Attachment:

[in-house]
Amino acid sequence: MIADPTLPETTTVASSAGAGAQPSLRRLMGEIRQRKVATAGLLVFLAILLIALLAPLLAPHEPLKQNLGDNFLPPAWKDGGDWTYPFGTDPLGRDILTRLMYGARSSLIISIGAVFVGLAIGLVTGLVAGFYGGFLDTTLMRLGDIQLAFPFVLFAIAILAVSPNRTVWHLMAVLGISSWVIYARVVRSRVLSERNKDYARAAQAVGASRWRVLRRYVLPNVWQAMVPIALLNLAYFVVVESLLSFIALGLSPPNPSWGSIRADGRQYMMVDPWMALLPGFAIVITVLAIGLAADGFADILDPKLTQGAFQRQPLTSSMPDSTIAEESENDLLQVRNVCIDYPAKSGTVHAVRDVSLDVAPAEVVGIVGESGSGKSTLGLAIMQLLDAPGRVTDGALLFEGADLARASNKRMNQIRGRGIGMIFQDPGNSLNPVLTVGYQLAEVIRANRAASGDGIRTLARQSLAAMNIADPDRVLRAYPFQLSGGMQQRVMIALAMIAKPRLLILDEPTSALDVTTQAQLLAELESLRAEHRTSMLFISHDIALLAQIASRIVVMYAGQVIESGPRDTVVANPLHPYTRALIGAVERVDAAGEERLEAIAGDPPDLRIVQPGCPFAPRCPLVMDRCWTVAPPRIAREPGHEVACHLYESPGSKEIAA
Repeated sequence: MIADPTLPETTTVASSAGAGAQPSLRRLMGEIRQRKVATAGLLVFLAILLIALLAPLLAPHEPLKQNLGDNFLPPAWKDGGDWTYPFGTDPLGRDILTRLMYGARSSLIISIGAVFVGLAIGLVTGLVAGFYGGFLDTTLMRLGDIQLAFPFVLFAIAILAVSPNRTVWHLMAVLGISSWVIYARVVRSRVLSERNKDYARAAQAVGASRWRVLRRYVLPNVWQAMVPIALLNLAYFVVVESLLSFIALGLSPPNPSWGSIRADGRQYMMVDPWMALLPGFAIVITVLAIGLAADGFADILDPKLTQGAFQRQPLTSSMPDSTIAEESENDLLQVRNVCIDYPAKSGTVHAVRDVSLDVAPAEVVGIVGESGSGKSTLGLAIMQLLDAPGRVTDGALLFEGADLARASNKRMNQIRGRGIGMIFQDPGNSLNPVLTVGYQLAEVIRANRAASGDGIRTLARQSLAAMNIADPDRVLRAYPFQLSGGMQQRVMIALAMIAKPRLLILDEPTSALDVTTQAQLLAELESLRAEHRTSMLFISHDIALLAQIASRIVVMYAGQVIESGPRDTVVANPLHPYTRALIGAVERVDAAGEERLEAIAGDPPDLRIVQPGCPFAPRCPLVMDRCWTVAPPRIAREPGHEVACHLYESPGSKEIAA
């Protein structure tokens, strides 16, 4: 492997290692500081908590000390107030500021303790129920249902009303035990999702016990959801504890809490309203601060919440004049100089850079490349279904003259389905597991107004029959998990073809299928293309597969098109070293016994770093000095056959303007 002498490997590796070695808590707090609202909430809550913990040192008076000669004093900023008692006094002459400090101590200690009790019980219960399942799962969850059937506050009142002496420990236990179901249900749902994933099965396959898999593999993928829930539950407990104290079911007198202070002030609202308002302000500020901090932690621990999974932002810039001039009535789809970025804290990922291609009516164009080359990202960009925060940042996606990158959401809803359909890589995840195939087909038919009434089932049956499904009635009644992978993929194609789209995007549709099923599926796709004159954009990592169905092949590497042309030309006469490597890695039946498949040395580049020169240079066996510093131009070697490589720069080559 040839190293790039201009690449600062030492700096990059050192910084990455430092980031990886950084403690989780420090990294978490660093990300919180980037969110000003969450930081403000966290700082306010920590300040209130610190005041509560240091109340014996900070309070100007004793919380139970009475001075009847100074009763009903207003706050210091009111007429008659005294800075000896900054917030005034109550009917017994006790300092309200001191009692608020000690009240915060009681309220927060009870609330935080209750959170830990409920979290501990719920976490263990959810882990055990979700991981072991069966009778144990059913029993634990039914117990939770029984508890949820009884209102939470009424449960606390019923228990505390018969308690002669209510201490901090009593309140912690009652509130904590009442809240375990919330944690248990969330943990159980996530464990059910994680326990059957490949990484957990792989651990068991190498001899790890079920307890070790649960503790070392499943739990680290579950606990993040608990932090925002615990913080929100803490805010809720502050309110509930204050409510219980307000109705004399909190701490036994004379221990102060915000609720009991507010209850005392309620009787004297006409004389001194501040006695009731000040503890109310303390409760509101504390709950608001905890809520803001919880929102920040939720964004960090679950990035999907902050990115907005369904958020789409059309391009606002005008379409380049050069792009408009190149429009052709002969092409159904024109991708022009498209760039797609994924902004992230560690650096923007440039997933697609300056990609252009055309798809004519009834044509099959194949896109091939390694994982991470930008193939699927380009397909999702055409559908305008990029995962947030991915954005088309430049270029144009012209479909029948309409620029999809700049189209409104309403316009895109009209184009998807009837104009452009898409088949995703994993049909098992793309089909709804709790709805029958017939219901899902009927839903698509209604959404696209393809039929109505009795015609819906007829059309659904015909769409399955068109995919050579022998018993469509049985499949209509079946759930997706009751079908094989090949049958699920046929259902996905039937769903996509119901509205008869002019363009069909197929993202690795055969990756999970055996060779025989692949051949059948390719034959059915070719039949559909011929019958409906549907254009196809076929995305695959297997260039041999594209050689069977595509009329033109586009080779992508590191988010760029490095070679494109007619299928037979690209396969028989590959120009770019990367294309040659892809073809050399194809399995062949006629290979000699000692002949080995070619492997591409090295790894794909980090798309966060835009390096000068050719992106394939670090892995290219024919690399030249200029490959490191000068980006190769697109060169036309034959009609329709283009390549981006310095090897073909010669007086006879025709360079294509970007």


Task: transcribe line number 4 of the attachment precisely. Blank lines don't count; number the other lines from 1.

């Protein structure tokens, strides 16, 4: 492997290692500081908590000390107030500021303790129920249902009303035990999702016990959801504890809490309203601060919440004049100089850079490349279904003259389905597991107004029959998990073809299928293309597969098109070293016994770093000095056959303007 002498490997590796070695808590707090609202909430809550913990040192008076000669004093900023008692006094002459400090101590200690009790019980219960399942799962969850059937506050009142002496420990236990179901249900749902994933099965396959898999593999993928829930539950407990104290079911007198202070002030609202308002302000500020901090932690621990999974932002810039001039009535789809970025804290990922291609009516164009080359990202960009925060940042996606990158959401809803359909890589995840195939087909038919009434089932049956499904009635009644992978993929194609789209995007549709099923599926796709004159954009990592169905092949590497042309030309006469490597890695039946498949040395580049020169240079066996510093131009070697490589720069080559 040839190293790039201009690449600062030492700096990059050192910084990455430092980031990886950084403690989780420090990294978490660093990300919180980037969110000003969450930081403000966290700082306010920590300040209130610190005041509560240091109340014996900070309070100007004793919380139970009475001075009847100074009763009903207003706050210091009111007429008659005294800075000896900054917030005034109550009917017994006790300092309200001191009692608020000690009240915060009681309220927060009870609330935080209750959170830990409920979290501990719920976490263990959810882990055990979700991981072991069966009778144990059913029993634990039914117990939770029984508890949820009884209102939470009424449960606390019923228990505390018969308690002669209510201490901090009593309140912690009652509130904590009442809240375990919330944690248990969330943990159980996530464990059910994680326990059957490949990484957990792989651990068991190498001899790890079920307890070790649960503790070392499943739990680290579950606990993040608990932090925002615990913080929100803490805010809720502050309110509930204050409510219980307000109705004399909190701490036994004379221990102060915000609720009991507010209850005392309620009787004297006409004389001194501040006695009731000040503890109310303390409760509101504390709950608001905890809520803001919880929102920040939720964004960090679950990035999907902050990115907005369904958020789409059309391009606002005008379409380049050069792009408009190149429009052709002969092409159904024109991708022009498209760039797609994924902004992230560690650096923007440039997933697609300056990609252009055309798809004519009834044509099959194949896109091939390694994982991470930008193939699927380009397909999702055409559908305008990029995962947030991915954005088309430049270029144009012209479909029948309409620029999809700049189209409104309403316009895109009209184009998807009837104009452009898409088949995703994993049909098992793309089909709804709790709805029958017939219901899902009927839903698509209604959404696209393809039929109505009795015609819906007829059309659904015909769409399955068109995919050579022998018993469509049985499949209509079946759930997706009751079908094989090949049958699920046929259902996905039937769903996509119901509205008869002019363009069909197929993202690795055969990756999970055996060779025989692949051949059948390719034959059915070719039949559909011929019958409906549907254009196809076929995305695959297997260039041999594209050689069977595509009329033109586009080779992508590191988010760029490095070679494109007619299928037979690209396969028989590959120009770019990367294309040659892809073809050399194809399995062949006629290979000699000692002949080995070619492997591409090295790894794909980090798309966060835009390096000068050719992106394939670090892995290219024919690399030249200029490959490191000068980006190769697109060169036309034959009609329709283009390549981006310095090897073909010669007086006879025709360079294509970007």